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After logging thousands of miles over the last month, going from one fashion capital to the next, one runway extravaganza to another, it's time for a reality check. Alexander McQueen's Atlantis fantasy and Chanel's high-class hoedown were something to look at -- and blog and Tweet about. But come spring, what will they mean to a woman's wardrobe? And will they mean enough that she will buck the retail trend and actually spend on clothes? That's the challenge for the store buyers who hit the designer showrooms after everyone else has gone home, for photographers who spin visual fantasies to sell clothes in advertising campaigns and glossy magazines spreads, and for editors and stylists who will ultimately try to teach women how to wear what's new when it hits the racks in four months' time.
January 23, 2000
When I first saw "Power Hubs" (Special Millennium Issue/Leadership, Dec. 19) asking whether it would be nice if rich and poor weren't gouging each other's eyes out; our schools weren't crowded and toxic hellholes packed tighter than Tokyo subways; our cities were livable; our canyons and beaches weren't paved; our open space was protected, and driving to the airport and boarding a plane didn't take more time than flying to Seattle, I thought The Times...
August 30, 2004
Re "Taking a Ride on Disney's Dark Side," Commentary, Aug. 26: I very much enjoyed reading Jonathan Turley's account of the wickedly good time he had at Disneyland. I too had found the experience to be very unsettling and for some of the same reasons. The sheer amount of organization and manipulation of "guests" struck me with more than a little shock and awe -- only a totalitarian state could muster such efficiency. On the other hand, I can recall seeing an interview with a very successful school principal in the San Fernando Valley who had been inspired to study hard and come to the U.S. from China after she saw photos of Disneyland.
Welland Rudd isn't a typical American. He's never eaten Thanksgiving turkey or watched fireworks on the Fourth of July. At 52, he has yet to set foot on U.S. soil. Rudd isn't a typical Russian, either. Although he speaks the language fluently and has lived his whole life in Moscow, he cuts an unusual figure here. What sets him apart is the cafe-au-lait color of his skin.
November 30, 1986 | DONNA K. H. WALTERS, Times Staff Writer
An exhibit booth--just the booth, not the people--was once taken hostage by a New York trucking company in a dispute with an air freight firm over an unpaid bill. The kidnaping stunt worked. The panicked company that owned the booth scurried to scrape together something--anything--else for the trade show that was about to open in Washington. Meanwhile, it pleaded for a settlement and, barely in time, the deal was made and the booth set free.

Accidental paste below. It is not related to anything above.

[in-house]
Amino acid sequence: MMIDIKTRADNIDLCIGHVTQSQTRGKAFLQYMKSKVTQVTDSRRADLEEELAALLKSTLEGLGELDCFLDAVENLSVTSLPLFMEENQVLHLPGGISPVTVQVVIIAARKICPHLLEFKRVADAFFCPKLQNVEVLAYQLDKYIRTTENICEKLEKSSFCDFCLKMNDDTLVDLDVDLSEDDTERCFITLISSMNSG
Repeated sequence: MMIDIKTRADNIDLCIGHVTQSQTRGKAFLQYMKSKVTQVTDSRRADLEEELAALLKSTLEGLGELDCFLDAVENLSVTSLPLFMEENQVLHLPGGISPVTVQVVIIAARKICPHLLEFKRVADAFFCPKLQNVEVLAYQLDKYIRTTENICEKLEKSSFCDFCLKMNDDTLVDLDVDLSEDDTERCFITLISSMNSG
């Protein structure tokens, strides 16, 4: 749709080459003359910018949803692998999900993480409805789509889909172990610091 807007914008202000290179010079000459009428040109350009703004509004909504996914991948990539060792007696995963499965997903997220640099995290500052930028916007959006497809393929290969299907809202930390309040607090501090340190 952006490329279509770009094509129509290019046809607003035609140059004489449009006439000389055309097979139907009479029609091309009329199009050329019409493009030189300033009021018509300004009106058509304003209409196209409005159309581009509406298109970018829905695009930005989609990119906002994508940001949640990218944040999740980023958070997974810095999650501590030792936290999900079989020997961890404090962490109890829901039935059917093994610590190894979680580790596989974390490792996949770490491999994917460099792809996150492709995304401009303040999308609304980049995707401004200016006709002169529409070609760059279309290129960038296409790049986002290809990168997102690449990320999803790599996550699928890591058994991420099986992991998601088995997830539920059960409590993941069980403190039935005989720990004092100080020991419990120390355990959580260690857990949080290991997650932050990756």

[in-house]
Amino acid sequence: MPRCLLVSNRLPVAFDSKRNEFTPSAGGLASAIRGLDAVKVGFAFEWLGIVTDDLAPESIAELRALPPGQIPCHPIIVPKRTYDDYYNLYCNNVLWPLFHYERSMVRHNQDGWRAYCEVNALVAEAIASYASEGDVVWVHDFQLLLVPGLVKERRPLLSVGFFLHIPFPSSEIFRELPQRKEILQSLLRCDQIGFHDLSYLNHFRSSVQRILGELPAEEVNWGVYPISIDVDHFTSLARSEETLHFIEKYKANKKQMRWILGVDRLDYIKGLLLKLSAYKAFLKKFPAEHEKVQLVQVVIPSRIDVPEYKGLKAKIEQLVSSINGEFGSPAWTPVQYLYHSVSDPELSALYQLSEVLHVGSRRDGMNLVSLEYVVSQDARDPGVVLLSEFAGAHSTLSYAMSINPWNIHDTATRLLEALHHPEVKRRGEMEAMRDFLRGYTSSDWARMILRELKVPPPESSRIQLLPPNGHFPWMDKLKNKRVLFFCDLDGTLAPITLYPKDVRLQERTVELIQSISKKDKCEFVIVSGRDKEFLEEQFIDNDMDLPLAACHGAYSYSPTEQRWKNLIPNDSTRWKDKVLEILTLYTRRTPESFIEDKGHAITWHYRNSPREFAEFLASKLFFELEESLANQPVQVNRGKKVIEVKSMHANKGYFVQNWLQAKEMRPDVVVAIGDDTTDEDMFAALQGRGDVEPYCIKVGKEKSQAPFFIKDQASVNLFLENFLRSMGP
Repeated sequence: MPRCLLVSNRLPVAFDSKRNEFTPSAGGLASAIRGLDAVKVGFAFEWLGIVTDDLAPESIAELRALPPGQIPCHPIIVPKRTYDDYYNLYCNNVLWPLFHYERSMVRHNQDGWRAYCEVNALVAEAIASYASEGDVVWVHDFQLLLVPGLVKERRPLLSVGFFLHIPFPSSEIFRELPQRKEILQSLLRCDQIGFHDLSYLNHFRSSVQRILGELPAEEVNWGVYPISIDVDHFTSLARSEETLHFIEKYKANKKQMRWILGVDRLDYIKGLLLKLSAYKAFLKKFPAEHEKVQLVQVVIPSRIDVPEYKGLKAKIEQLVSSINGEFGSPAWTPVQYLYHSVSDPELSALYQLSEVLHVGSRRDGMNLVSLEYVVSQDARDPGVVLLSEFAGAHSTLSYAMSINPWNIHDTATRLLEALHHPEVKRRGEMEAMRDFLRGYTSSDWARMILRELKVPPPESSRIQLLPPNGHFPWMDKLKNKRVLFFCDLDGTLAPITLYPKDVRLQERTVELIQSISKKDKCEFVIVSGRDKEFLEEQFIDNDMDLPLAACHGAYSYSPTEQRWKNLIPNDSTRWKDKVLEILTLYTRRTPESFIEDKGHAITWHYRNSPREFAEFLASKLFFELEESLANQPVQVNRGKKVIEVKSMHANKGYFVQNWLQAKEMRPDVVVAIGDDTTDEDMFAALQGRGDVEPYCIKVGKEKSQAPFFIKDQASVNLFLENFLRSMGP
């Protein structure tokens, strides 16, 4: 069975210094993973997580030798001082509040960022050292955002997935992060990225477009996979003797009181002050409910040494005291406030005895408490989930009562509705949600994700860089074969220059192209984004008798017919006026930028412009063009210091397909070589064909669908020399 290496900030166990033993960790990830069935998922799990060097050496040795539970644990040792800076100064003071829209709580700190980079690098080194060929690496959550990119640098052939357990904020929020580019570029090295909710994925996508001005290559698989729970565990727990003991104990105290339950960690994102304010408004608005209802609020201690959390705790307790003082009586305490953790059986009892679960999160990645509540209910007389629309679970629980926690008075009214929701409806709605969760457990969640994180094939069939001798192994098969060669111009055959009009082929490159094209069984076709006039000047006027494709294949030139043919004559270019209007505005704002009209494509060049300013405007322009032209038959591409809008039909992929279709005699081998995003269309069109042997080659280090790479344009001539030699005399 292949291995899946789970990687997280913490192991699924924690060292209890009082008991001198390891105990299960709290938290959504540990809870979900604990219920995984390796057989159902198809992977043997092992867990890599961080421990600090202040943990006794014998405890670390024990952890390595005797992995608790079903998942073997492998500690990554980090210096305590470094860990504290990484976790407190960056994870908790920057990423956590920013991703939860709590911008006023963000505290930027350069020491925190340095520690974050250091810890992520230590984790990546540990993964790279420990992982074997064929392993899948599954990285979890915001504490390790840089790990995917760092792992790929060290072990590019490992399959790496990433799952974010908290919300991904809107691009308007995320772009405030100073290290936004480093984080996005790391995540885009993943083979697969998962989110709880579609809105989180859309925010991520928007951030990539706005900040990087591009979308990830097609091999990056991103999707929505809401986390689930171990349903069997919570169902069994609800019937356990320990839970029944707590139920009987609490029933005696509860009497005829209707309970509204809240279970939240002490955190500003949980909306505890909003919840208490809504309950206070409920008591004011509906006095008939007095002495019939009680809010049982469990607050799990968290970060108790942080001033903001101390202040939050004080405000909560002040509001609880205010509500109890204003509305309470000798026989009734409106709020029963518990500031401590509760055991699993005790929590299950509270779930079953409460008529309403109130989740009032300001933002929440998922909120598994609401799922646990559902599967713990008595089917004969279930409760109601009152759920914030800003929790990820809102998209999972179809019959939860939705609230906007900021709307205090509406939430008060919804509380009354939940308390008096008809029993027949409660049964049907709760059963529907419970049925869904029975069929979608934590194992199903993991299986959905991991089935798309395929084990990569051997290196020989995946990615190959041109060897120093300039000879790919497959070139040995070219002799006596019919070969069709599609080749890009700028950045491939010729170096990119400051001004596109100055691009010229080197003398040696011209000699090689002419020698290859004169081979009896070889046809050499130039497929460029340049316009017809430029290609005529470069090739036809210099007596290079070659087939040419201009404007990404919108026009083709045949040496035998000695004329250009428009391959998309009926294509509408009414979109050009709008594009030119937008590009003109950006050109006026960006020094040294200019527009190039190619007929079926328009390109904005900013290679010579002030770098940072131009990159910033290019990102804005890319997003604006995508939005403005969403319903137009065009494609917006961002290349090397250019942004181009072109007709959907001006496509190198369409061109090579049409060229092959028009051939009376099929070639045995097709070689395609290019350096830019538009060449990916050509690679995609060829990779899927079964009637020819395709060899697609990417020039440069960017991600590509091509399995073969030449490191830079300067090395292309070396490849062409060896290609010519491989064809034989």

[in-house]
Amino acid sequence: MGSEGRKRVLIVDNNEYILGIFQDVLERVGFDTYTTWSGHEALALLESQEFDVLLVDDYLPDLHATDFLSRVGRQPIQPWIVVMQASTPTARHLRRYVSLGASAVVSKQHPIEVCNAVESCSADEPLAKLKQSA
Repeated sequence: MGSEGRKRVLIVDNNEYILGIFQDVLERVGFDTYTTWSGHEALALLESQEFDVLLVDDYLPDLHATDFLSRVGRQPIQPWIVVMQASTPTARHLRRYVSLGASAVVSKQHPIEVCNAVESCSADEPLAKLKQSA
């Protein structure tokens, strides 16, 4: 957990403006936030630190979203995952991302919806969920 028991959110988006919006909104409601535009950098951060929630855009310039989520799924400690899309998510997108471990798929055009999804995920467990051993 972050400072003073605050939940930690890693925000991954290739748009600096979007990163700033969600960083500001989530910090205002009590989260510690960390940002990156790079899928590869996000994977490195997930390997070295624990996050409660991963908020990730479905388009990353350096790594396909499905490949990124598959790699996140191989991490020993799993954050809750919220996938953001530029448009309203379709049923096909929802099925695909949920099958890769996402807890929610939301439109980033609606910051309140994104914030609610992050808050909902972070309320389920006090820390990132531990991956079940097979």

July 22, 1990 | JOHN JOHNSON and RONALD L. SOBLE, John Johnson and Ronald L. Soble, Times staff writers, are working on a book about the Menendez case for New American Library.
ON A MILD SUNDAY last summer, a string of "popping sounds" drifted through the lazy night air of Beverly Hills around 10 o'clock. "I didn't think anything of it," said Tom Zlotow, a neighbor who soon learned that the noises he'd heard from the house right behind his were echoes of the most sensational crime in the history of Beverly Hills. "I didn't even think it could be gunfire, especially around here."
July 15, 2009 | RUSS PARSONS
Think about homemade ice cream, creamy and cold and full of fresh fruit flavor. Think about ice cream so light it seems to float off the spoon. Think about ice cream that comes to the table not in cute little scoops, but a good 5 inches deep, so tall it towers above the dish. You're not thinking about ice cream at all; you're thinking about a frozen souffle. Now you're never going to catch me saying anything bad about ice cream, particularly the homemade kind.
October 27, 1991 | JOEL RAPP, Rapp is a Los Angeles free-lance writer , the gardening editor of Redbook magazine and is heard Sunday mornings on KGIL radio.
"How's your fern?" Once a humorous greeting offered by Steve Allen, this has always been and will continue to be a serious question to indoor gardeners. Every year, millions of indoor plant enthusiasts wrestle with the sometimes difficult task of keeping ferns alive in a home environment.
October 21, 1991 | HOWARD ROSENBERG
The sale price was $59.95, a bargain we could hardly believe. After bringing them home, I pulled two from their individual cardboard boxes, set them up and admired them. They were beautiful, and they were ours. I ran my hand across the wood, feeling the slick finish while experiencing the pride of ownership. We sat down in front of them. "A little high," I said. "A little heavy," my wife said. "We'll get used to them," I said. "Will we really?" she asked, unsurely.
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